Social Geography

Curriculum Guideline

Effective Date:
Course Code
GEOG 2213
Social Geography
Geography and the Environment
Humanities & Social Sciences
Start Date
End Term
Semester Length
Max Class Size
Contact Hours
Lecture: 4 hrs. per week
Method Of Instruction
Methods Of Instruction

This course will employ a variety of instructional methods to accomplish its objectives, including some of

the following:

  • Lecture
  • Labs
  • Field Work
  • Slides/Videos
  • Individual and/or Team Projects
  • Small Groups Discussions
  • Map Analysis
Course Description
Why is the Downtown East Side of Vancouver often characterized as one of the “worst” neighbourhoods in Canada? Why do men tend to have longer journeys-to-work than do women? Does Skytrain actually have an impact on the location of criminal activities? These and other questions about the spatial patterns of human occupation and exploitation of the earth’s surface are addressed in this course on Social Geography. Concentrating on the modern Western city, such topics as urbanization, poverty, housing, gender, crime and racism will be studied in their geographical context.
Course Content
  1. Introduction
    a)       Traditions in human geography
    b)       Different approaches within social geography
    c)       Changing context for social geography
    d)       Restructuring society and space
  2. Urban Transformations
    a)       Economic change
    b)       Demographic change
    c)       Political change
    d)       Cultural change
  3. Culture and Work
    a)       What is culture?
    b)       Space, power and culture
    c)       Postmodernism and urban life
    d)       Postcolonialism and the city
  4. Housing
    a)       Urban morphology and the physical arrangement of cities
    b)       Residential location theory and mobility issues
    c)       Difference and Inequality
    d)       Patterns of social well-being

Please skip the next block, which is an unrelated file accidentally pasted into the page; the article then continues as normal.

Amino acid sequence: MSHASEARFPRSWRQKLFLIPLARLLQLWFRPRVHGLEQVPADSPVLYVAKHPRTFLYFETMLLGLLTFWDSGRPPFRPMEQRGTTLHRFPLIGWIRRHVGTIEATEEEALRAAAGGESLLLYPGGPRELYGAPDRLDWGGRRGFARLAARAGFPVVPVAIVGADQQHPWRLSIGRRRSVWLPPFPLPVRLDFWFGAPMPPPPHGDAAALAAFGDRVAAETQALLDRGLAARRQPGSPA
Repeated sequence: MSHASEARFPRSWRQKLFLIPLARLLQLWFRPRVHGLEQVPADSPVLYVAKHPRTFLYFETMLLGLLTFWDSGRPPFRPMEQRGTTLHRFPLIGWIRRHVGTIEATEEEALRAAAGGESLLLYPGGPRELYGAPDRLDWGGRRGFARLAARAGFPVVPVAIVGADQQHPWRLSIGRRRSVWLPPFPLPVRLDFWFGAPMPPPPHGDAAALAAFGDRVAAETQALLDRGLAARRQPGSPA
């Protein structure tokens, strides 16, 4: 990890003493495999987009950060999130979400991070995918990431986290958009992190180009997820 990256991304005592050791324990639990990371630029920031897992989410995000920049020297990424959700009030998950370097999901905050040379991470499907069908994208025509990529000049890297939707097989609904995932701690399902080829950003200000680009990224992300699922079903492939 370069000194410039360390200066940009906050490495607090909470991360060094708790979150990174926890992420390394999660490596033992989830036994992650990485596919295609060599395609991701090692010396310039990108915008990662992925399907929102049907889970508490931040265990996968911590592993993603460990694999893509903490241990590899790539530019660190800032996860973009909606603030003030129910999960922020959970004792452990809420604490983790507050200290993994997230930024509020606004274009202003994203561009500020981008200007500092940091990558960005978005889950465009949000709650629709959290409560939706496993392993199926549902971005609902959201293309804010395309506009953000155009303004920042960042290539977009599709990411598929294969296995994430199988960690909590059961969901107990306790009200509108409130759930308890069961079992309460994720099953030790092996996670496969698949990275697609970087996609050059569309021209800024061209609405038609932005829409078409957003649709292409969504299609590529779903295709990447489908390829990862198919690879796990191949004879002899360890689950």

5. Urban Life
    a)       Urban life in western culture
    b)       Urbanism and social theory
    c)       Social interaction and social networks
  6. Neighbourhood and Community
    a)       Definitions and classifications
    b)       Social construction of place
    c)       Social meanings of the built environment
    d)       Fragility of community
  7. Crime and Disorder
    a)       Theories of deviant behaviour
    b)       Cognition and perception
    c)       Geography of urban crime
    d)       Role of the built environment
  8. ‘Race” and Ethnicity
    a)       Racism and discrimination
    b)       Spatial segregation of minority groups
    c)       Colonies, enclaves and Ghettos
  9. Place and Power
    a)       Public institutions and private life
    b)       Key actors in urban governance
    c)       Community power and the local state
    d)       Question of social justice
  10. Identity and Struggles for Place
    a)       Conflict and transgression
    b)       Place and resistance
    c)       Speaking from the margins
  11. Urban Transformations, Conflict and Possible Future(s)
    a)       Redevelopment and renewal
    b)       Social polarization
    c)       Informal urban economy
    d)       Urban social sustainability
Learning Outcomes
  1. Synthesize the concepts, techniques and theories of social geography.
  2. Communicate effectively orally, graphically, in writing and using quantitative methods.
  3. Describe the development of social geography and explain the alternative paradigms of social geography
  4. Explain the concept of the spatial structuring of social differences and inequalities.
  5. Apply the concepts, methods and theories to different scales of geographic analysis.
  6. Describe and analyze the arrangements and patterns of different types of groups within society.
  7. Evaluate the most relevant issues and needs confronting different groups within society.
  8. Describe and analyze the concepts and spatial patterns of social transformation through the collection, interpretation and  presentation of relevant geographic data.
Means of Assessment

The evaluation will be based on course objectives and will be carried out in accordance with Douglas College policy.  The instructor will provide a written course outline with specific evaluation criteria during the first week of classes.


An example of an evaluation scheme would be:

Quizzes  30%
Poster presentation  25%
Project  15%
Preparation & participation    10%
Final exam  20%
Total 100%
Textbook Materials

Textbooks and Materials to be Purchased by Students


Texts will be updated periodically.  A typical example of a text would be:


Knox, P. L. (2000).  Urban Social Geography:  An Introduction.  New York: John Wiley & Sons.